IIT Madras is conducting an online training course on public healthcare. People from 18 member countries in Asia and Africa are participating in this AARDO-sponsored program.
The Indian Institute of Technology Madras (IIT Madras) has collaborated with the African-Asian Rural Development Organization (AARDO) to deliver an international online training programme on “The Role of Innovative Primary Healthcare (PHC).”
This programme, which runs from March 22 to March 25, 2022, is attended by around 150 persons from 18 Asian and African member nations. The key goals of the training programme are to address the state of PHC in AARDO member countries, with an emphasis on India. Other goals include discussing the development of primary health care capacity in a variety of settings in India, elucidating the role of the public and private sectors in PHC in India, and learning how Indian best practises might be reproduced other AARDO member countries.
The training programme is organised by IIT
Madras’ office of global engagement and is sponsored by AARDO.
“As a result of the COVID pandemic, economies have been destroyed, and the impact is higher in rural areas of Africa and Asia,” said Dr Manoj Nardeosingh, secretary-general of AARDO, speaking remotely at the opening session on Tuesday.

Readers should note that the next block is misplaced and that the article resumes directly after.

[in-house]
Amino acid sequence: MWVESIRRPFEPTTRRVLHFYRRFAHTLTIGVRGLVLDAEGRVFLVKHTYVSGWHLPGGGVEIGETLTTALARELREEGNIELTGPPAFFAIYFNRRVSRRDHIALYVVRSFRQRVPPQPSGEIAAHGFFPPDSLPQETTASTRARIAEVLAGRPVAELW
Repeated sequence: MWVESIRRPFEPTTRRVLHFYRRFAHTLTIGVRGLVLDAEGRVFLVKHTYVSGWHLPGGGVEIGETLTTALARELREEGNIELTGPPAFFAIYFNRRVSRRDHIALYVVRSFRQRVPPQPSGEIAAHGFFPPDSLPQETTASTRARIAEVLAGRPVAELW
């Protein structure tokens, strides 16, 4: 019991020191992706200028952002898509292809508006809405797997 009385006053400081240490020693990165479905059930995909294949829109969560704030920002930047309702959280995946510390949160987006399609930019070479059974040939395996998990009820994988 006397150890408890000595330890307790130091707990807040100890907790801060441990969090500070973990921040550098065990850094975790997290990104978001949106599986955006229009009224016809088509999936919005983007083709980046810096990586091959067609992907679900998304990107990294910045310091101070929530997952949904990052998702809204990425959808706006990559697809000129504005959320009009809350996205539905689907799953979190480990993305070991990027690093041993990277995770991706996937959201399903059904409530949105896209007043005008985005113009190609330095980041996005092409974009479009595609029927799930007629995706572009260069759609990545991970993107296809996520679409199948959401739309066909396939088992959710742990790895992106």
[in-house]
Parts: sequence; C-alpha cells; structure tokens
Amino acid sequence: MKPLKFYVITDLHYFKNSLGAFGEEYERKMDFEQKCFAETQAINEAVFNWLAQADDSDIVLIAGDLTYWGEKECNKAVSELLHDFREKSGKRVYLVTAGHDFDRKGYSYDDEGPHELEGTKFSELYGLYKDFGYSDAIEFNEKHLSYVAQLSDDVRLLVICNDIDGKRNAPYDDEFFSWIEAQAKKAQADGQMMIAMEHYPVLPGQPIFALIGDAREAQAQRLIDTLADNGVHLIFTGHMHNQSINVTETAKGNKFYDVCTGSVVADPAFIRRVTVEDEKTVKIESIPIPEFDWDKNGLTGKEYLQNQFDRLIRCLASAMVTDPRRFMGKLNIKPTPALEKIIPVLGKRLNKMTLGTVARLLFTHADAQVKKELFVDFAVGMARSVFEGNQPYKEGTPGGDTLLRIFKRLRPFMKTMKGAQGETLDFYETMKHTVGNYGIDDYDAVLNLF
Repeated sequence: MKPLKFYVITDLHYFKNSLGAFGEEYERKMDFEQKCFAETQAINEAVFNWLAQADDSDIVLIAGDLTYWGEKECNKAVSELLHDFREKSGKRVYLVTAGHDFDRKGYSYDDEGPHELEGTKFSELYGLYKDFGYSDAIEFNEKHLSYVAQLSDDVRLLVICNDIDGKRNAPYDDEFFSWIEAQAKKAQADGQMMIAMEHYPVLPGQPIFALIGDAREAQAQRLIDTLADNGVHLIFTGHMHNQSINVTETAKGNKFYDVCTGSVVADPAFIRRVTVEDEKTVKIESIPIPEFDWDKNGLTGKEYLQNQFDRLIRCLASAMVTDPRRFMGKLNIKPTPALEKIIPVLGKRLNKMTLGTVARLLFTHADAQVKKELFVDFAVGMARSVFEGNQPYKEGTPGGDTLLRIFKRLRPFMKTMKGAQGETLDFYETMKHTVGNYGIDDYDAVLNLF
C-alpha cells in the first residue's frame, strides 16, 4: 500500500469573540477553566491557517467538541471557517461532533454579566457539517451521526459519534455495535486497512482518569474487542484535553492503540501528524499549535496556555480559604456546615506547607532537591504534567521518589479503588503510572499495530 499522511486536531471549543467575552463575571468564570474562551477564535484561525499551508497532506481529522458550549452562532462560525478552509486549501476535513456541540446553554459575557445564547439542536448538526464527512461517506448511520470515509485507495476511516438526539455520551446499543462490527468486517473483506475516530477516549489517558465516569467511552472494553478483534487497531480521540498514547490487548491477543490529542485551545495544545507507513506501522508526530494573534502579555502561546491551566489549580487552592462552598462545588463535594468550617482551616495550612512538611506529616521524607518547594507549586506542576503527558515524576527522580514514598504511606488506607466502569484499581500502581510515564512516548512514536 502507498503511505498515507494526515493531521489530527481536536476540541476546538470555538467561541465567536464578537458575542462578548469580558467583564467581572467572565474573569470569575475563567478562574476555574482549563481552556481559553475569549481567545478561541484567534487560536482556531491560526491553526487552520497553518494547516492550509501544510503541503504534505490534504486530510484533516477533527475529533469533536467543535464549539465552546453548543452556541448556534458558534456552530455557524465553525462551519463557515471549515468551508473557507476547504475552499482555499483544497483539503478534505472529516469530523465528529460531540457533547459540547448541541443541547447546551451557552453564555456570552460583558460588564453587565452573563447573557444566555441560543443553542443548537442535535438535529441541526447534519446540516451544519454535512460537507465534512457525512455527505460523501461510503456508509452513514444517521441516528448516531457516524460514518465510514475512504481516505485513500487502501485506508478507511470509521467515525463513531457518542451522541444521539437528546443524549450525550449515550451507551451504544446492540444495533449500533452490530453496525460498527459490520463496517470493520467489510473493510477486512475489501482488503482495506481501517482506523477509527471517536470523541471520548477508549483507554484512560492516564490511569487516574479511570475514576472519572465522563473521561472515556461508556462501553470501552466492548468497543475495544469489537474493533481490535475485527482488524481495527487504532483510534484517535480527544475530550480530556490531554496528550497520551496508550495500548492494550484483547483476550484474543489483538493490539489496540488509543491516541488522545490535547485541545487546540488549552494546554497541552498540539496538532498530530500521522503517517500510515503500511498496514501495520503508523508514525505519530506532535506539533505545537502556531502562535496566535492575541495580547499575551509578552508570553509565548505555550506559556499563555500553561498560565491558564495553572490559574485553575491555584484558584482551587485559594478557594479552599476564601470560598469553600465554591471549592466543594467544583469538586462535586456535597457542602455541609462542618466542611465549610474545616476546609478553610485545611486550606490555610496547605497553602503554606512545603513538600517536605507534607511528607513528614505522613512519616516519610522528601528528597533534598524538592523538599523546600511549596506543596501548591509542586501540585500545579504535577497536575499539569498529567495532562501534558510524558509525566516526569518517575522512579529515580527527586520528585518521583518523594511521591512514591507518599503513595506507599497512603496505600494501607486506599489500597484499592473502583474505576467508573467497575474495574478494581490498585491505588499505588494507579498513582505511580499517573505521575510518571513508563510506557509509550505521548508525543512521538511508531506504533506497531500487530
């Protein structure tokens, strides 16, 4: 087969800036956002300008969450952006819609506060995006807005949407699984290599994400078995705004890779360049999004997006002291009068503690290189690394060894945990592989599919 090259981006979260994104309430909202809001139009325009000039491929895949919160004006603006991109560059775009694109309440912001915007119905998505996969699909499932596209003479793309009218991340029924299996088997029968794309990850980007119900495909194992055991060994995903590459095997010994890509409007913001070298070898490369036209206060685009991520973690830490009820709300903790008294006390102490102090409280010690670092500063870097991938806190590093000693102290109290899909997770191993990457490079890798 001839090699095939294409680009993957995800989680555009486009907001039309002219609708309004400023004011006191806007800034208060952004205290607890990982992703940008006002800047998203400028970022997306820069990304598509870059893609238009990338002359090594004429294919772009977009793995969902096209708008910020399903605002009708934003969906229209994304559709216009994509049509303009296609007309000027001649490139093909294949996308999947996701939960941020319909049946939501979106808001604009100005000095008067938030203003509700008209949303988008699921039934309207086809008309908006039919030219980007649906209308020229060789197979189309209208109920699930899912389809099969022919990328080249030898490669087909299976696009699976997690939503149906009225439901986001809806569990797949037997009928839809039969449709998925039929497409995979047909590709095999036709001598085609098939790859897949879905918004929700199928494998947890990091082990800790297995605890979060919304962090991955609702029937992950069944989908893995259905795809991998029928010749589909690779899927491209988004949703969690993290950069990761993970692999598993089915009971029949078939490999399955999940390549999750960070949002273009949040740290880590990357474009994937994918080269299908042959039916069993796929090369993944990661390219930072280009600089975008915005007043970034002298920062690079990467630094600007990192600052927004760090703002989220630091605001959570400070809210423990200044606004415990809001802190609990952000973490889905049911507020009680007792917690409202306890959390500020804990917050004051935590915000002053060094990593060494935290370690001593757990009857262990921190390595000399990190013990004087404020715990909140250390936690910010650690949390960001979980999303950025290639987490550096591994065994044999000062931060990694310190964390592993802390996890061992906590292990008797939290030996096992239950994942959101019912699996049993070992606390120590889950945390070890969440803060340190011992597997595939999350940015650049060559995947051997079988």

Poverty, climate change, and hunger are just a few of the concerns that science and technology can help with.
It is critical to use science and technology to create an egalitarian healthcare system that provides comprehensive care to all people, particularly those living in rural areas.”
Dr. J Radhakrishnan, IAS, principal secretary to the government, Department of Health and Family Welfare, Tamil Nadu government, discussing Tamil Nadu’s PHC experience.
Dr. Radhakrishnan remarked.”Covid-19 taught the government of Tamil Nadu to never compromise on public healthcare. One of the primary difficulties in public healthcare that must be addressed is the requirement for healthcare programmes to be flexible.
While there is a need for skilled professionals to carry out public healthcare programmes, around 35% of the staff are on a contract basis.
We will also have to address this issue.”
Dr. Radhakrishnan added, “Tamil Nadu was the first state to recognise the need of public healthcare.”
The first Sanitary Commissioner was appointed in 1897, and the State Directorate of Public Health and Preventive Medicine was established in 1923.”
Dr. TS Selvavinayagam, director of Public Health and preventive medicine for the Tamil Nadu government, also spoke on the occasion, saying, “The Tamil Nadu government has been working on digitising numerous sectors of public healthcare.”
The primary problem is that these concepts must be implemented in accordance with field conditions.”
AARDO is an intergovernmental organisation that fosters collaboration among African and Asian countries and works toward goals such as hunger, illiteracy, and poverty eradication.